Knesset launches interactive website for kids in Arabic

By
June 20, 2016 00:13
1 minute read.

 
X

Dear Reader,
As you can imagine, more people are reading The Jerusalem Post than ever before. Nevertheless, traditional business models are no longer sustainable and high-quality publications, like ours, are being forced to look for new ways to keep going. Unlike many other news organizations, we have not put up a paywall. We want to keep our journalism open and accessible and be able to keep providing you with news and analyses from the frontlines of Israel, the Middle East and the Jewish World.

As one of our loyal readers, we ask you to be our partner.

For $5 a month you will receive access to the following:

  • A user experience almost completely free of ads
  • Access to our Premium Section
  • Content from the award-winning Jerusalem Report and our monthly magazine to learn Hebrew - Ivrit
  • A brand new ePaper featuring the daily newspaper as it appears in print in Israel

Help us grow and continue telling Israel’s story to the world.

Thank you,

Ronit Hasin-Hochman, CEO, Jerusalem Post Group
Yaakov Katz, Editor-in-Chief

UPGRADE YOUR JPOST EXPERIENCE FOR 5$ PER MONTH Show me later

An Arabic version of an interactive Internet game called “The race to law” went live on Sunday, as part of a plan to teach children the principles of democracy and how the Knesset works.

“The game simulates the work of the Knesset enabling all children, a boy or girl, to experience a simulation close to reality of the Knesset’s legislative work,” said Knesset Speaker Yuli Edelstein.

“I’m happy that the game is now in Arabic, for the benefit of youth in the Arab public that we did not reach before.”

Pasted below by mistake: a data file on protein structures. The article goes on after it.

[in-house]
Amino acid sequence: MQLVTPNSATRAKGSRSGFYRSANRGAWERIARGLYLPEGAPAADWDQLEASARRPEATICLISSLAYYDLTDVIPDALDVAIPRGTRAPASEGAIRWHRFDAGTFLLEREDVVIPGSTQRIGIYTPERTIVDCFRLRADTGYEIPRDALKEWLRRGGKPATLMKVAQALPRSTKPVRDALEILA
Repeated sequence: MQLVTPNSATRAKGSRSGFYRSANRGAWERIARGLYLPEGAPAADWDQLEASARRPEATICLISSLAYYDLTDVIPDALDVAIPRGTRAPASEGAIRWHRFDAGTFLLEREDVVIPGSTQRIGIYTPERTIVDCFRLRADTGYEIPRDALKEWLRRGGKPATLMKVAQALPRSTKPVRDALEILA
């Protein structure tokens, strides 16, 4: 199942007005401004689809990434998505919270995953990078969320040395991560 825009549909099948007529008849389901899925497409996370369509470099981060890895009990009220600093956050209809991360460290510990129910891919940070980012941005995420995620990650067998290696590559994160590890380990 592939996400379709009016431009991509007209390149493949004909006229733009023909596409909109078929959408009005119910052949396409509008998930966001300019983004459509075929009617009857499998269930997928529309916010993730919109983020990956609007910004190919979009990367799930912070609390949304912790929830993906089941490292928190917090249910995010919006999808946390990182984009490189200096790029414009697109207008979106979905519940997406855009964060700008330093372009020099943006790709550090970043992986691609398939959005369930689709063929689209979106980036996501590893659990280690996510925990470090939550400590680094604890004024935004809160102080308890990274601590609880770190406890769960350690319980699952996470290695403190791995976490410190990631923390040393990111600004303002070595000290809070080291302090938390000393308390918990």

In the game, the player chooses a bill and takes it through all of the stages of legislation. The player needs to give a speech in the Knesset and convince other MKs. The site is for children age 9 to 14, and is designed for leisure and for use in schools.

The game was developed with help from the Snunit Center for the Advancement of Webbased Learning at the Hebrew University in Jerusalem.

The game appears on a government website geared for children, which was launched a few months ago. The Knesset is hoping that “The race to law” game will generate great interest among Arab youth, just as the Hebrew version did when it was launched in October. Since then, the site has received more than 60,000 hits, with the average browsing time exceeding five minutes, which is considered high.

Two other parliamentary games are in development, and will be launched soon.

Join Jerusalem Post Premium Plus now for just $5 and upgrade your experience with an ads-free website and exclusive content. Click here>>

Related Content

Breaking news
October 16, 2018
Trump declares Saudi prince denies knowing what happened at consulate

By REUTERS